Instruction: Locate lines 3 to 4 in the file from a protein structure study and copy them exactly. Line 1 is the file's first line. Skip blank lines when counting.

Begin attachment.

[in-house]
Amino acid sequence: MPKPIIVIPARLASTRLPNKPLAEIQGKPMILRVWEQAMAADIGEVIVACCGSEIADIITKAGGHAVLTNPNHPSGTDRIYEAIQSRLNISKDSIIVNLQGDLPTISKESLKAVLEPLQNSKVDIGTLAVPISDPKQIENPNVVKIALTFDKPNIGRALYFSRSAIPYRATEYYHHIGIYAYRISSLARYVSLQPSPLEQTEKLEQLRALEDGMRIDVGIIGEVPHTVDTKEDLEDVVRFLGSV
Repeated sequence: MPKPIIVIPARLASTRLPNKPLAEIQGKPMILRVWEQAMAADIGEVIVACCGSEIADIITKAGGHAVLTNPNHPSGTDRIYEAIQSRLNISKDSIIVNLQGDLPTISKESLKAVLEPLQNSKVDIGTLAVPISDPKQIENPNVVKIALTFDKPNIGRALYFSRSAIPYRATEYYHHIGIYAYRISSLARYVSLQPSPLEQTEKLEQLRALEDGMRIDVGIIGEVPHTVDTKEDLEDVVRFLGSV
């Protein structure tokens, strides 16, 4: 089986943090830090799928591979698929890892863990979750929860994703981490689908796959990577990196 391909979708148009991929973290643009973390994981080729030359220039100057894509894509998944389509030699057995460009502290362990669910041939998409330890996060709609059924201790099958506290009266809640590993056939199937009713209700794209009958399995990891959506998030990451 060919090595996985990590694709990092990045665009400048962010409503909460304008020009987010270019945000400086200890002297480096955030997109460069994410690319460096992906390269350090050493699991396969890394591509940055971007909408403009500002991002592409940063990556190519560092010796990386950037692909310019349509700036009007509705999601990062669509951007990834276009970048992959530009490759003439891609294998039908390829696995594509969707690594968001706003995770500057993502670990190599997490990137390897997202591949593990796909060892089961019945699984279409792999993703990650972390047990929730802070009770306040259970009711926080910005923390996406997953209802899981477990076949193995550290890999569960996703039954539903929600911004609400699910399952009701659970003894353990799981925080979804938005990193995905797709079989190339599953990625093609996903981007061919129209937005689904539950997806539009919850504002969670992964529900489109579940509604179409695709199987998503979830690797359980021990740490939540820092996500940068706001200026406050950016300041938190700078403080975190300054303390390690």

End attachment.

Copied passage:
Repeated sequence: MPKPIIVIPARLASTRLPNKPLAEIQGKPMILRVWEQAMAADIGEVIVACCGSEIADIITKAGGHAVLTNPNHPSGTDRIYEAIQSRLNISKDSIIVNLQGDLPTISKESLKAVLEPLQNSKVDIGTLAVPISDPKQIENPNVVKIALTFDKPNIGRALYFSRSAIPYRATEYYHHIGIYAYRISSLARYVSLQPSPLEQTEKLEQLRALEDGMRIDVGIIGEVPHTVDTKEDLEDVVRFLGSV
């Protein structure tokens, strides 16, 4: 089986943090830090799928591979698929890892863990979750929860994703981490689908796959990577990196 391909979708148009991929973290643009973390994981080729030359220039100057894509894509998944389509030699057995460009502290362990669910041939998409330890996060709609059924201790099958506290009266809640590993056939199937009713209700794209009958399995990891959506998030990451 060919090595996985990590694709990092990045665009400048962010409503909460304008020009987010270019945000400086200890002297480096955030997109460069994410690319460096992906390269350090050493699991396969890394591509940055971007909408403009500002991002592409940063990556190519560092010796990386950037692909310019349509700036009007509705999601990062669509951007990834276009970048992959530009490759003439891609294998039908390829696995594509969707690594968001706003995770500057993502670990190599997490990137390897997202591949593990796909060892089961019945699984279409792999993703990650972390047990929730802070009770306040259970009711926080910005923390996406997953209802899981477990076949193995550290890999569960996703039954539903929600911004609400699910399952009701659970003894353990799981925080979804938005990193995905797709079989190339599953990625093609996903981007061919129209937005689904539950997806539009919850504002969670992964529900489109579940509604179409695709199987998503979830690797359980021990740490939540820092996500940068706001200026406050950016300041938190700078403080975190300054303390390690």